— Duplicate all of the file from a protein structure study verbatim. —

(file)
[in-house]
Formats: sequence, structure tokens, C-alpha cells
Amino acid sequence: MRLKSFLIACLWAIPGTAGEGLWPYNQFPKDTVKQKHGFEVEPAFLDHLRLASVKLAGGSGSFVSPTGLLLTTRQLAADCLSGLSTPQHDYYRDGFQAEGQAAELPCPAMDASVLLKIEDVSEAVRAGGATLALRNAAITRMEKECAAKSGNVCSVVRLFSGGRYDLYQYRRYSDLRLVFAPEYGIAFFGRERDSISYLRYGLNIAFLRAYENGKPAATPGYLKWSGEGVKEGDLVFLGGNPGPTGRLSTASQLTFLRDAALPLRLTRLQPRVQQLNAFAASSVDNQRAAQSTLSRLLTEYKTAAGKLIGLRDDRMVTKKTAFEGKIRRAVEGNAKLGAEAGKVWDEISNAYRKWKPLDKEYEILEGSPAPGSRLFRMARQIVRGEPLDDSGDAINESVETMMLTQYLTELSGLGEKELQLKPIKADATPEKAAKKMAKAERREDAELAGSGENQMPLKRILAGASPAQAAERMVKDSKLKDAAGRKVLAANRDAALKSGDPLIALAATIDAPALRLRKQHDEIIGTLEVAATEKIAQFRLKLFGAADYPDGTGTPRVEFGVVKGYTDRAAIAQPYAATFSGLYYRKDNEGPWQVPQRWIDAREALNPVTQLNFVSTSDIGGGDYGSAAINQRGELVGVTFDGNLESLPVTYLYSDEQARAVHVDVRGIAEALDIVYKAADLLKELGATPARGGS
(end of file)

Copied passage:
[in-house]
Formats: sequence, structure tokens, C-alpha cells
Amino acid sequence: MRLKSFLIACLWAIPGTAGEGLWPYNQFPKDTVKQKHGFEVEPAFLDHLRLASVKLAGGSGSFVSPTGLLLTTRQLAADCLSGLSTPQHDYYRDGFQAEGQAAELPCPAMDASVLLKIEDVSEAVRAGGATLALRNAAITRMEKECAAKSGNVCSVVRLFSGGRYDLYQYRRYSDLRLVFAPEYGIAFFGRERDSISYLRYGLNIAFLRAYENGKPAATPGYLKWSGEGVKEGDLVFLGGNPGPTGRLSTASQLTFLRDAALPLRLTRLQPRVQQLNAFAASSVDNQRAAQSTLSRLLTEYKTAAGKLIGLRDDRMVTKKTAFEGKIRRAVEGNAKLGAEAGKVWDEISNAYRKWKPLDKEYEILEGSPAPGSRLFRMARQIVRGEPLDDSGDAINESVETMMLTQYLTELSGLGEKELQLKPIKADATPEKAAKKMAKAERREDAELAGSGENQMPLKRILAGASPAQAAERMVKDSKLKDAAGRKVLAANRDAALKSGDPLIALAATIDAPALRLRKQHDEIIGTLEVAATEKIAQFRLKLFGAADYPDGTGTPRVEFGVVKGYTDRAAIAQPYAATFSGLYYRKDNEGPWQVPQRWIDAREALNPVTQLNFVSTSDIGGGDYGSAAINQRGELVGVTFDGNLESLPVTYLYSDEQARAVHVDVRGIAEALDIVYKAADLLKELGATPARGGS